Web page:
LIBERATE DRUG DOGS            © Rex Curry

The government wants to overturn a victory against drug-dogs by taking the case all the way to the U.S. Supreme Court. Florida's Attorney General is fighting against Florida v. Matheson and its requirement that narcotic K-9s must be continually trained and tested under higher standards or they cannot be used to search people and cars.

Are dogs used as ruses against humans, to violate constitutional rights against searches and seizures?

* Some cops ask to search cars for no reason at all during routine traffic stops. They ask to search because they know that most victims do not know that drivers can "just say no" (most drivers are know-nothings about constitutional rights). Drivers who do know are often too meek to "just say no." It is unknown how often cops ask for consent to search and how often consent is given under duress or ignorance. Drivers who do not complain roadside will not complain, learn or litigate later.

* If drivers say "no," then some cops tell drivers that an ordeal is inevitable because the cop radioed for a canine and it is coming to the scene. That warning is often a lie to induce consent. There is no dog on the way.

* If a dog is or is not "on the way," some cops add additional lies to make drivers think that there will be a long wait and that the driver must stay until a dog arrives. Cops rely on driver ignorance of the fact that evidence will be suppressed if drivers are detained longer than it takes to complete the traffic stop (e.g. write the ticket). Drivers are induced to consent to search to avoid a long wait based on lies.

* If a dog is en route, some cops let drivers think that they are obliged to stay even when the cop has no reason to detain drivers any longer. Cop's rationalize that drivers inexplicably loiter roadside with cops, or that drivers enjoy waiting for dog sniffs. Cops take advantage of drivers who are too stupid (or too meek) to ask if they are free to go, so that drivers "consent" to unwarranted detention by not leaving.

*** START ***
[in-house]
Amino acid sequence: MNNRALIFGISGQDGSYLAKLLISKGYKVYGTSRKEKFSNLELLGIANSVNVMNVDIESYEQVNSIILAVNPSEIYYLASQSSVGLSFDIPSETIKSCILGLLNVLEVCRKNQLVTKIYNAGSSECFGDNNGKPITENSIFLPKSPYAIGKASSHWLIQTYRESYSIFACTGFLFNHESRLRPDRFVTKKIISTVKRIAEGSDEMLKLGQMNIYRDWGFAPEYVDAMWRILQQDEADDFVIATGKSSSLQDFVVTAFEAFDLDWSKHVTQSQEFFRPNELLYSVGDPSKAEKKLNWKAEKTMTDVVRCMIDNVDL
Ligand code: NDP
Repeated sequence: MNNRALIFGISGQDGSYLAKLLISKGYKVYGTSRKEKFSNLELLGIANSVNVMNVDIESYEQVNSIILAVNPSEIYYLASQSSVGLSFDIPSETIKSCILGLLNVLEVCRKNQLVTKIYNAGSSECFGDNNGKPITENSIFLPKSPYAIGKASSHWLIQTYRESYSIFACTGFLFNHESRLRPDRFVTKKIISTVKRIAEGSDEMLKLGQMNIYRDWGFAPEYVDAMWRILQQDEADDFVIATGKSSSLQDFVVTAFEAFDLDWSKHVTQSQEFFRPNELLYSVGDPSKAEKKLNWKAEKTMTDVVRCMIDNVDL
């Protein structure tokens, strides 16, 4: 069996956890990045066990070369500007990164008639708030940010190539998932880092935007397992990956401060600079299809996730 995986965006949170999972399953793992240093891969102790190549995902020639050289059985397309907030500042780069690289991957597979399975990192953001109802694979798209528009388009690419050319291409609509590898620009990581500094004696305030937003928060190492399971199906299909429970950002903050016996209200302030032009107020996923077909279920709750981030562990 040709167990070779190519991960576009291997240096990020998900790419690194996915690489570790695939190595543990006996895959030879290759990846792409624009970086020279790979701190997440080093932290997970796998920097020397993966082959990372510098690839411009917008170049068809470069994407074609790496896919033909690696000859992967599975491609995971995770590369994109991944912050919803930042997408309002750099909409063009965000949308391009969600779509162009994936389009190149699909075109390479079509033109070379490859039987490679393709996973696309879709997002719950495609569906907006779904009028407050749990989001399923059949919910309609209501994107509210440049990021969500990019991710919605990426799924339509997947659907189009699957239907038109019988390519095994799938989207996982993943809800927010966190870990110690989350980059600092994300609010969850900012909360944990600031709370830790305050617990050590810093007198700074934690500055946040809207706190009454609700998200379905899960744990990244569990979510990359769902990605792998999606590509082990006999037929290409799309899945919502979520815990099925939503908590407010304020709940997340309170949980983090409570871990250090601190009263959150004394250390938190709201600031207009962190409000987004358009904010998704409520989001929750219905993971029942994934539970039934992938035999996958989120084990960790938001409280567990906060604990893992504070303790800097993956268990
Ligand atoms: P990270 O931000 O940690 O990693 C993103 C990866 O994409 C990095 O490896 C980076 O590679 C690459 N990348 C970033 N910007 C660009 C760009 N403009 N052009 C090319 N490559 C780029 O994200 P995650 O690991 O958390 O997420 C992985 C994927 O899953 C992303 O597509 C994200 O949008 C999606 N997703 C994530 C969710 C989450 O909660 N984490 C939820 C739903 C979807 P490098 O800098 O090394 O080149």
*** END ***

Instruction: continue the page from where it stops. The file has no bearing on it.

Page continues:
* Cops lie about how long it takes to write tickets or to obtain a radio response on tag inquiry. If a dog is actually en route, then some cops write tickets very slowly, until the dog arrives.

* When cops need consent, and drivers say "no," then there is no basis to search. Without consent, cops need "probable cause" to search. Cops can create cause by claiming that canines alerted, even if there are no alerts, or canines can be cued. A search is forced against the driver's will. In January 2005, the U.S. Supreme Court ruled in Illinois vs. Caballes that a dog sniff during a traffic stop was not a "search." Caballes and similar cases turn canines into props for lies. When dogs are used as props for lies, it doesn't matter whether dogs are well-trained.

* If a dog alerts and nothing is found, then cops will never record that as an error. If cross-examined later, they will testify that the dog detected lingering odors of contraband that were recently present. Cops will testify that dogs never make mistakes, never have and never will, and that apparent errors are skillful detections of lingering (residual) odors of contraband. No one can question a dog about whether the cop is lying or mistaken, and it is usually a waste of time to ask a cop the same types of questions.

* Many errors by drug dogs cause lawyers to wonder if police carry drugs to plant scents so that drug dogs will alert. Some news items support such speculation in cases where drugs have been planted by police. Drug laws are wrong in the first place, and in the second place drug laws cause more wrongdoing by government during enforcement.

Government's attitude toward your liberty is like a dog at a fire hydrant.

Police-state tactics witnessed worldwide via videotape from Goose Creek High School in South Carolina, where children were forced to the floor in handcuffs and terrorized by dogs and cops with guns drawn. Nothing was found. In other schools, classes have been interrupted and the children were marched out and lined up to be harassed by a dog.

The Caballes case foreshadows more police-state possibilities: Uniformed law enforcement marching through neighborhoods with German shepherds on leashes sniffing anything and everything -every car parked on or near the street, the air emanating from homes, neighbors walking outside. Imagine the same thing at any place of business or employment, and police marching German shepherds through parking lots, car to car, for no reason other than fishing expeditions. Imagine the same nightmare in any shopping area or a downtown street area, a festival, a bar's parking lot, with uniformed agents with German shepherds sniffing pedestrians and their bags and cars and anything, and stopping anyone on an alleged alert and going through their purses, persons, cars, etc, right there on the street.

Drug dogs are like humans in that they must be taught to approach peaceful people and search them, so that humans can be arrested, handcuffed and imprisoned for decades under modern prohibition. That is not an easy trick to teach a dog. It is easier to teach humans.